Americans are on track to replace 64% of their income in retirement, according to a report from Empower titled, “Scoring the Progress of Retirement Savers.” This figure includes projected Social Security benefits, both defined benefit (DB) and defined contribution (DC) plan assets, personal savings, home equity and business ownership.
Asked what source will provide income for their household in the first five years of retirement, 71% said Social Security, 56% said their DC plan, 38% said personal savings, 29% said employment, and 19% said a DB plan.
Sixty-seven percent said at least one earner has a workplace retirement plan available to them, but 33% said they are not offered a plan. Among those with a plan, they are on track to replace 79% of their income; for those without one, the figure is 45%. “Clearly, providing access to a tax-deferred retirement savings plan is one of the most important first steps any employer can take to put people on the path to future security,” Empower says.
Younger workers are on track to replace a higher percentage of their income, most likely because they have had access to a workplace retirement plan for their full career, whereas early Baby Boomers did not. Thus, Millennials are on track to replace 75% of their income; Gen X, 61%; late Boomers, 61%; and early Boomers, 55%. Men are on track to replace 71% of their income in retirement, and women, 59%.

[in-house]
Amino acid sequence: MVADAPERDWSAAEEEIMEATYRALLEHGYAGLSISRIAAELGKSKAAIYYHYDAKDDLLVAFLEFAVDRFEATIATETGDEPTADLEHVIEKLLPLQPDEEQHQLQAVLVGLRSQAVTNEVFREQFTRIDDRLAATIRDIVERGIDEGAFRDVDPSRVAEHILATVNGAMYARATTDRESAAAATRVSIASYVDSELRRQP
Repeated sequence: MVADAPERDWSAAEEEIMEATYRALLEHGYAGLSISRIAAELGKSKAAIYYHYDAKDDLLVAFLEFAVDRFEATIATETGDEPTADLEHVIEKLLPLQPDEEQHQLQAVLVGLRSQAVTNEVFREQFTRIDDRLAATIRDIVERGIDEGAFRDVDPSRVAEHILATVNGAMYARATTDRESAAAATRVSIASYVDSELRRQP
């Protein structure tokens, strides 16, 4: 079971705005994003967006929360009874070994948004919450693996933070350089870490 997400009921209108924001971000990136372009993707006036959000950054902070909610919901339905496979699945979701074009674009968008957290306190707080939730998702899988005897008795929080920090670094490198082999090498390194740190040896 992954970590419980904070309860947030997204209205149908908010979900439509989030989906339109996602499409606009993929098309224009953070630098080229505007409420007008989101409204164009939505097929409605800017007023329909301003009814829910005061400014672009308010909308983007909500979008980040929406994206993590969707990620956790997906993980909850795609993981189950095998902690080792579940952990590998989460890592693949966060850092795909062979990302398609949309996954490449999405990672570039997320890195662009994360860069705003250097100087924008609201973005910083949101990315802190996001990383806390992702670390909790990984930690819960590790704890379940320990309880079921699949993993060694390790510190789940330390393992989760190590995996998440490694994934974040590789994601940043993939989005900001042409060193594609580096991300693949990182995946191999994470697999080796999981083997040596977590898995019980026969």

Those who are contributing less than 3% to a retirement plan are on track to replace 59% of their income in retirement, whereas those who contribute 10% or more are on track to replace 128% of their income. Additionally, when a DC plan includes auto escalation, participants are on track to replace 107% of their income.
Among those with a retirement plan, 79% are confident they are making the most of the plan to build retirement income, up from 70% in 2016. Empower says it is important for employers to educate participants about how much income their savings is projected to supply them with.
Thirty-two percent of participants said they would increase contributions to their retirement plan if they paid down the debt they owe. Another 22% said they would increase contributions if they received a raise, 12% if they reduced their spending, 10% if they achieved the maximum employer match, and 5% if they learned what their peers are contributing.
Participants who work with a traditional or online adviser are on track to replace 116% of their income. Those working with any paid adviser, 91%, and those with no adviser, 51%.Empower’s findings are based on a survey of 4,038 adults between the ages of 18 and 65, conducted in conjunction with NMG Consulting last December and January. The full report can be downloaded here.
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